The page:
Santa Barbara woke up to overcast skies and cool temperatures this morning, a good sign for firefighters. “Today is about change,” Incident Meteorologist Rob Balfour told firefighters at the morning briefing. “We have a coastal eddy offshore that will keep the weather cool below 2,500 feet today.”
However, Balfour cautioned that this change also brings with it the potential for onshore breezes that could push the fire in the upper canyons toward the crest. “Right now the humidity below 1,600 feet is 85 percent,” he said, “but it’s closer to 18 percent up on top and it will be much hotter up there as well.”
The cooler temperatures will have one very positive benefit for local community members who were evacuated from their homes over the past several days. Fire officials are planning on lifting the mandatory evacuation order below Highway 192 sometime this morning and may do so above the highway on a case-by-case basis as well.
This does not mean the danger has passed. There have been reports of a few additional structure losses in the burn area as coals ignite them. Firefighters in this area, called Branch II, were cautioned to be extremely vigilant and make sure to hammer anything that starts smoking. “Let’s make sure we’ve got everything out in this area today,” they were told.
Yesterday’s focus was on keeping the fire from crossing the Windy Gap fuel break on the west end of the fire, below East Camino Cielo and west of Gibraltar Road. However, in the later afternoon the fire moved across the Windy Gap ridgeline and Highway 154 and established itself in Maria Ygnacio Creek. By early evening cooler temperatures and heavy amounts of water dropped by the helicopters had cooled the fire down, but not before the front had almost reached Old San Marcos Pass Road near the double set of switchbacks just below the Trout Club.
Today, this area will be the No. 1 priority for the fire crews as a flare up could threaten not only the Trout Club but Painted Cave as well. Fire officials expect that the cooler temperatures will help keep this area cool. “There is still a lot to do on this west end,” one of the commanders told the assembled crowd.
Along the crest, firefighters could have their hands full, too, if the upslope winds predicted do occur. Not only will it be hotter on top but the humidity will be much lower as well. However, yesterday the fixed-wing aircraft, including the DC-10 made numerous runs along the crest, dropping close to 100,000 gallons of retardant. This provided the crews with sufficient cover to backfire off the crest in several areas.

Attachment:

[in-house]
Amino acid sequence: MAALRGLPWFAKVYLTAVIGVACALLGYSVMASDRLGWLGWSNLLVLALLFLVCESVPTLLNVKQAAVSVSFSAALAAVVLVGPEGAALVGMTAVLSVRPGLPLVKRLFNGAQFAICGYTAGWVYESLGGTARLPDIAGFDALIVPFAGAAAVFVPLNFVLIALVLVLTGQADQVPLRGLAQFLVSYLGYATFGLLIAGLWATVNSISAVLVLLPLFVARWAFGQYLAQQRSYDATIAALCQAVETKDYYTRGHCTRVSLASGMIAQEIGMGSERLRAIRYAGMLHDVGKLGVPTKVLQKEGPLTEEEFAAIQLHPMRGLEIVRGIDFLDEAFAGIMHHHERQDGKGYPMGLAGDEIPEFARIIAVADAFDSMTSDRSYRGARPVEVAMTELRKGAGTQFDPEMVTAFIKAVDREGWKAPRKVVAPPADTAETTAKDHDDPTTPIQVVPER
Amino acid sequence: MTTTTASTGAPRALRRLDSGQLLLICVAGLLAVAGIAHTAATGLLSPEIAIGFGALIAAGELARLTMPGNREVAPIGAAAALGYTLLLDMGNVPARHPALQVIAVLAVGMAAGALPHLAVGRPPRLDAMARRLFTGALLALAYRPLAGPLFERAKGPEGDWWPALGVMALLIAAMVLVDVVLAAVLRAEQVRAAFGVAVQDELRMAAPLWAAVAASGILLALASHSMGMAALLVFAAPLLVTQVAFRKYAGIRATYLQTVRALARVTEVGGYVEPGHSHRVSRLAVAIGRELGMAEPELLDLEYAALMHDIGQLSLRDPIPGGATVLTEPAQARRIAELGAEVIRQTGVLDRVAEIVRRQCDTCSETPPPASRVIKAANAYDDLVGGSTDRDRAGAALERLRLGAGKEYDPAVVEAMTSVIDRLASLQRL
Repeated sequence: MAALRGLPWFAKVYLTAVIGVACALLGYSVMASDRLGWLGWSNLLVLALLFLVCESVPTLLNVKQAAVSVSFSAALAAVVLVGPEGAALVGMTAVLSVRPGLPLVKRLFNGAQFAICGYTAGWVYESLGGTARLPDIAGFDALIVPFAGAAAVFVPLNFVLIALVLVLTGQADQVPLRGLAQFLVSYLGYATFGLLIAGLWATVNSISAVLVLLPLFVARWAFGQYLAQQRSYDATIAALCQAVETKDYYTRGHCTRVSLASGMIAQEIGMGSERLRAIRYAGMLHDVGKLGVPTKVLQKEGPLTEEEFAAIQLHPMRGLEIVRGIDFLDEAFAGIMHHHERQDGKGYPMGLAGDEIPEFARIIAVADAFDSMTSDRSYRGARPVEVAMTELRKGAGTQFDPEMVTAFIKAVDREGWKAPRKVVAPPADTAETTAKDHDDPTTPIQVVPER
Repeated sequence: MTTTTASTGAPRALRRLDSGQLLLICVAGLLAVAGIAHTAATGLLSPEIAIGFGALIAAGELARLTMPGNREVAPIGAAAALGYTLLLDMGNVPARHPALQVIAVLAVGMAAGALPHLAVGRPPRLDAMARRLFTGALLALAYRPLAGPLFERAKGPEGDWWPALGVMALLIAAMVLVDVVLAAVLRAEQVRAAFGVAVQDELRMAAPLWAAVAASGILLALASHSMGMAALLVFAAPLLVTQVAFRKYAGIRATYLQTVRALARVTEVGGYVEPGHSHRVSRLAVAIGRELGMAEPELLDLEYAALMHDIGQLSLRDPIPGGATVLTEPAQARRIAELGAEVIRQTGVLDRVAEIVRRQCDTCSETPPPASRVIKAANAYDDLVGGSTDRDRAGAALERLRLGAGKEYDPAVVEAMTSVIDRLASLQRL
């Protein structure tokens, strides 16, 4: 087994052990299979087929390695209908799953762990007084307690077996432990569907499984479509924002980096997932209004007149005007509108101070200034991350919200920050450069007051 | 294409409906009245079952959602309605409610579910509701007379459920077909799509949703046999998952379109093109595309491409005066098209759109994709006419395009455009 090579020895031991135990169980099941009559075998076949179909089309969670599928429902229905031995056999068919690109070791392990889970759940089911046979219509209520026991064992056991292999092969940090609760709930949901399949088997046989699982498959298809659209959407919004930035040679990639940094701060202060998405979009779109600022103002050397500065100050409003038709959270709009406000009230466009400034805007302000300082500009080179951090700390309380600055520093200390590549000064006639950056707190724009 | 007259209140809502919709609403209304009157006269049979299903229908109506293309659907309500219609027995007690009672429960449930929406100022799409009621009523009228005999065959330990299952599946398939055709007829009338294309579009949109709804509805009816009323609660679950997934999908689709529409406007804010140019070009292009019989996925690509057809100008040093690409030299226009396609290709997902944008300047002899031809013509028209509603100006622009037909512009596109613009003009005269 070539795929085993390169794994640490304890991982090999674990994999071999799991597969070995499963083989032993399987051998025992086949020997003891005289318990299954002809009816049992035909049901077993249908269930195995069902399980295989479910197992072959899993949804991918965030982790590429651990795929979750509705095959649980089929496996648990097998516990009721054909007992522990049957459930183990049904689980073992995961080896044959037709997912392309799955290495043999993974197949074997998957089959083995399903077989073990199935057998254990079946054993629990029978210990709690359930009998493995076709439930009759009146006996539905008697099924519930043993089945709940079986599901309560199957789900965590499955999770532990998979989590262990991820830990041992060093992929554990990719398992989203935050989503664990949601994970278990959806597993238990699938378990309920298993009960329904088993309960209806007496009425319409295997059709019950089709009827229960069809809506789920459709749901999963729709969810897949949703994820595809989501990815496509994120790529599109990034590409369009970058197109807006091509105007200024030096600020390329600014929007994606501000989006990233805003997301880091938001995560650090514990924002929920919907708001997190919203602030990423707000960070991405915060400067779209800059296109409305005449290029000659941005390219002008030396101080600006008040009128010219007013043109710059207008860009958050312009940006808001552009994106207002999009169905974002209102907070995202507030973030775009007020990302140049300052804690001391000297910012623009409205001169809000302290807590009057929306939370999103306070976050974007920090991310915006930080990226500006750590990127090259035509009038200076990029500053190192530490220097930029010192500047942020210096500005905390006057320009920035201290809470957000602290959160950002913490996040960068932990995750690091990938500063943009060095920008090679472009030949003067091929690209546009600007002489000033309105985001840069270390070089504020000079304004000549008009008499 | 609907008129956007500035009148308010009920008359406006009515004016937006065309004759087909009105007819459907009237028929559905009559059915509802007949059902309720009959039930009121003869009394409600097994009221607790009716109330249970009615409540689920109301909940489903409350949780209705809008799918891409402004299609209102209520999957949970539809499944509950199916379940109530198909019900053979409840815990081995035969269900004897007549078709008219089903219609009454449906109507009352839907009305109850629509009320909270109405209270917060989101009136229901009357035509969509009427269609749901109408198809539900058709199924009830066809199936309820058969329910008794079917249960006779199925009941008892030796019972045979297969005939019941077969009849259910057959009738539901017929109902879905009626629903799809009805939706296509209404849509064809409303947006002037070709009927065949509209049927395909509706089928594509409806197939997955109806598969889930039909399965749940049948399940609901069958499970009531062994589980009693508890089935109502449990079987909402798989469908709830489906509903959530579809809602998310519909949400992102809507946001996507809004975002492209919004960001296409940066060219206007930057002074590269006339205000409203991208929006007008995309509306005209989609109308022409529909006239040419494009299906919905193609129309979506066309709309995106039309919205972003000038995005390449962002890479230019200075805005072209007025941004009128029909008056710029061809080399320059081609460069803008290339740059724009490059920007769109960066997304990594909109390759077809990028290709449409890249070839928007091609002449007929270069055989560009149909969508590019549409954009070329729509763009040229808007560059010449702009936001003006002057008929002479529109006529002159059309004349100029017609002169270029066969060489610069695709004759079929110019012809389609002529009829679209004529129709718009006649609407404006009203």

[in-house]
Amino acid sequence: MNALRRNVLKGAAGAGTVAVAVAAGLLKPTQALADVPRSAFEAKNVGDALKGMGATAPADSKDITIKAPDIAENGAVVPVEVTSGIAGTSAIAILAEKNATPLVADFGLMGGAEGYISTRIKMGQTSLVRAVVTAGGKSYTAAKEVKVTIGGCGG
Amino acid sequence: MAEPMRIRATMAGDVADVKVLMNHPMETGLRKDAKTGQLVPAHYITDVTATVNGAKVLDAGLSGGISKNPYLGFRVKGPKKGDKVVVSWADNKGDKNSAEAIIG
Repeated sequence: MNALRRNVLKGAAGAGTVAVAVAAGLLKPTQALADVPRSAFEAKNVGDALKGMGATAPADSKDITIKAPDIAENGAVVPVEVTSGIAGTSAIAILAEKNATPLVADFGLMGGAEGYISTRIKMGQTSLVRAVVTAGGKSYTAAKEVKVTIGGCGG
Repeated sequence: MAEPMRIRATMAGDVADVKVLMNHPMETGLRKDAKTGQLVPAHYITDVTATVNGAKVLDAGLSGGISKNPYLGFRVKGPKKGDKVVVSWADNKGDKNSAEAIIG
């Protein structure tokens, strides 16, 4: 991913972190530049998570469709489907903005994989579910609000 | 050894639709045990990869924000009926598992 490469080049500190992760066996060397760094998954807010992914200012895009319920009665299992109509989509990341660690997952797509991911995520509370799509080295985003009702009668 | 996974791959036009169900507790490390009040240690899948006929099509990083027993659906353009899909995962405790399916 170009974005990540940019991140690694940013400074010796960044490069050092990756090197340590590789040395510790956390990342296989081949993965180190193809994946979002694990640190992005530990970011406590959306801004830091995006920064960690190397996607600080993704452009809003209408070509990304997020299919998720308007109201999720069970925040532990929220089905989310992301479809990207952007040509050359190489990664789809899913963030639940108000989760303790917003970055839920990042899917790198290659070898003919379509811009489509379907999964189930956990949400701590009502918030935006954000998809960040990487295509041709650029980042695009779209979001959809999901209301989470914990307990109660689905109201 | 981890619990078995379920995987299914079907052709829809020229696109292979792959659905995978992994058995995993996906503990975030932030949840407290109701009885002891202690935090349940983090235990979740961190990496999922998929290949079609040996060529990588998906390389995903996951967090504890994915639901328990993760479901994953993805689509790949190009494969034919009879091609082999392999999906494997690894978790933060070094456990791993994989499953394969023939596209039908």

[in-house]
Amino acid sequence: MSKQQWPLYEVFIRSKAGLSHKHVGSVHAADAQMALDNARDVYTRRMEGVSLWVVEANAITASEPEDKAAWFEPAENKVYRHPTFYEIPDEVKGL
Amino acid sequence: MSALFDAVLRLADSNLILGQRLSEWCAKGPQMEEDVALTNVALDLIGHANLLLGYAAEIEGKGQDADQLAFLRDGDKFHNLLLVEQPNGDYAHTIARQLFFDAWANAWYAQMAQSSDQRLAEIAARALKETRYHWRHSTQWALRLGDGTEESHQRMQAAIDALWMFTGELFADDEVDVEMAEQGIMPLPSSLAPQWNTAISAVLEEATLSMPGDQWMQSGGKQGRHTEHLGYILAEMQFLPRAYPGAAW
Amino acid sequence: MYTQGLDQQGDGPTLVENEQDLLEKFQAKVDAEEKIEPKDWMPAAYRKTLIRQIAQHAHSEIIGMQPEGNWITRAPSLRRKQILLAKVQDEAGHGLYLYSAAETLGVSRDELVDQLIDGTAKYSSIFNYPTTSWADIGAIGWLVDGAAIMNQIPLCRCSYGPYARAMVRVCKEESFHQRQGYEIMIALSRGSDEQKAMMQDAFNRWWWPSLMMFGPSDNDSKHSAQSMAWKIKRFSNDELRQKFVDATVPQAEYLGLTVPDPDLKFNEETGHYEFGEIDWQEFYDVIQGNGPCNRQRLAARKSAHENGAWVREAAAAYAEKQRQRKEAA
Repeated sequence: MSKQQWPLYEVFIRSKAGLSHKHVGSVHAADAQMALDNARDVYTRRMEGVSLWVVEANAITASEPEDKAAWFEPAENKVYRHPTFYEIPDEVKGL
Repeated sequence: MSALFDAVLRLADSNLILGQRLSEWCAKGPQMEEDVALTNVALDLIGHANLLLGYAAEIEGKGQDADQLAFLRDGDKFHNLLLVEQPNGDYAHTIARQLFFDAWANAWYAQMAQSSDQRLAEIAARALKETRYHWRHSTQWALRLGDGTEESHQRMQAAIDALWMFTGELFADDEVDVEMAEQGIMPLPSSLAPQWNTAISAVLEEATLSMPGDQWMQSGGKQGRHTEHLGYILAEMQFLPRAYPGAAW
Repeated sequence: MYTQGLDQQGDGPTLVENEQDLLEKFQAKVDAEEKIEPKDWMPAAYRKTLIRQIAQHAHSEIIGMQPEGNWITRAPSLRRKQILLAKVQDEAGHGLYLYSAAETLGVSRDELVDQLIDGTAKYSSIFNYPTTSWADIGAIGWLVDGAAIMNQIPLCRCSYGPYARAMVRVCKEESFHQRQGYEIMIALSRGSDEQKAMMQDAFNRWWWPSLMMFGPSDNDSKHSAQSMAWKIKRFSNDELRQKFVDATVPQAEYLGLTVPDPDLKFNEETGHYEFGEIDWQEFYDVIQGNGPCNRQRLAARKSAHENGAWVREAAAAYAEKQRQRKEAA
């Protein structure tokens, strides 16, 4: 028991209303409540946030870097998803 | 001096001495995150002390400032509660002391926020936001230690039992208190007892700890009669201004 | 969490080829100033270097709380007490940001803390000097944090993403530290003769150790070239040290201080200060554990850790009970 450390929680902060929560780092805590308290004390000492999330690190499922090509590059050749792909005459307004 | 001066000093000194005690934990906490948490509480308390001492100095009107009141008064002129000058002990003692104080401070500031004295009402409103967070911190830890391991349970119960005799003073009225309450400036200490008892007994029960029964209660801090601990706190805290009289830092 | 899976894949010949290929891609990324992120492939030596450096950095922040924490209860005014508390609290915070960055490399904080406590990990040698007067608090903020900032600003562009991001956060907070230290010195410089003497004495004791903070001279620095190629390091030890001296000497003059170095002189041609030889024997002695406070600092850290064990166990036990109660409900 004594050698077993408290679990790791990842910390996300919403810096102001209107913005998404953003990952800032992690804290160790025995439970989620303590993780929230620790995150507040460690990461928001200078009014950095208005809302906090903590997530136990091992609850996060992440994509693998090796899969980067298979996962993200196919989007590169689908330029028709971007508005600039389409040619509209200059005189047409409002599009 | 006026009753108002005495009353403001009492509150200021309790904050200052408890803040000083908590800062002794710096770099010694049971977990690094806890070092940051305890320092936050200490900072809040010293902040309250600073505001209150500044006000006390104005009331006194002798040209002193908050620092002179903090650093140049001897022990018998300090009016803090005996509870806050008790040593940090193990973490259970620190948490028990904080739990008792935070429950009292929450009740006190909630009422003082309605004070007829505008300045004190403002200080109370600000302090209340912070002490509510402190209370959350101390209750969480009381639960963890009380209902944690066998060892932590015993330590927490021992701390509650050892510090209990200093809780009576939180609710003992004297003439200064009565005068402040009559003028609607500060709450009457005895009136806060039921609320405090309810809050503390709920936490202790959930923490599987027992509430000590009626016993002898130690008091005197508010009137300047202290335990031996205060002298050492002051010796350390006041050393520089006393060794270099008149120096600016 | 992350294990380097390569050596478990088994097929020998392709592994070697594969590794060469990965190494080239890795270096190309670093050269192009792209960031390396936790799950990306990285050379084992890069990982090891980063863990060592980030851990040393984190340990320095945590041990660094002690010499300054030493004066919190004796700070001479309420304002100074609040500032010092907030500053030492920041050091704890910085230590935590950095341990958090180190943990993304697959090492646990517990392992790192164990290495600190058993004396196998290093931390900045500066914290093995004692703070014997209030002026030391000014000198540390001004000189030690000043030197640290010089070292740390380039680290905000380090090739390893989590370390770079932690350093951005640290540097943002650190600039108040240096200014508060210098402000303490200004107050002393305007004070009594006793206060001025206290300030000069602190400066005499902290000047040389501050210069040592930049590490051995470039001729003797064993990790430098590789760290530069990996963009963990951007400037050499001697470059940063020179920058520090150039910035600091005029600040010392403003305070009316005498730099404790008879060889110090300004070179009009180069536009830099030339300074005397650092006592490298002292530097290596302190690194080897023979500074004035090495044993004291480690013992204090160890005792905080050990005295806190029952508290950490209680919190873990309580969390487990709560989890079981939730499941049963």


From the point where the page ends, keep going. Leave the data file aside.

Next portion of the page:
In addition, bulldozers were active in numerous locations, cutting line toward the already burned areas to allow the hand crews to go direct on the fire, meaning that they will be able to cut additional line around parts of the fire near the intersection of Gibraltar and East Camino Cielo. As a result of all these efforts, crews were able to extend the amount of fire line contained from 10 percent to 30 percent. Cost of the fire has now increased to $4.3 million. More than 4,000 personnel are now on scene, including 499 engines and 101 crews – a number far greater than were utilized during the 2007 Zaca Fire.
On the east end of the fire line, flames continued to push into Cold Springs Canyon. On Thursday night, the fire had crossed Gibraltar Road along a mile-wide stretch from the West Fork trailhead to a point just south of Flores Flats. For most of yesterday, flames continued to burn along the road near the climbing area and over the top of a large knoll overlooking Flores Flats. It appears the fire is now firmly established in the upper part of Cold Springs Canyon. Fire commanders called this the No. 2 priority for today and will devote considerable resources toward keeping the fire from working its way down toward Montecito. As part of this effort, dozers are moving toward Romero Road and will re-blade the old dirt road from Romero Saddle down to Bella Vista Drive.
Though encouraged by the change in conditions, firefighters are still concerned. “We got a lot of work done yesterday,” one of the incident commanders said, “but we’re not out of the woods yet.”
Success today may be all about the weather.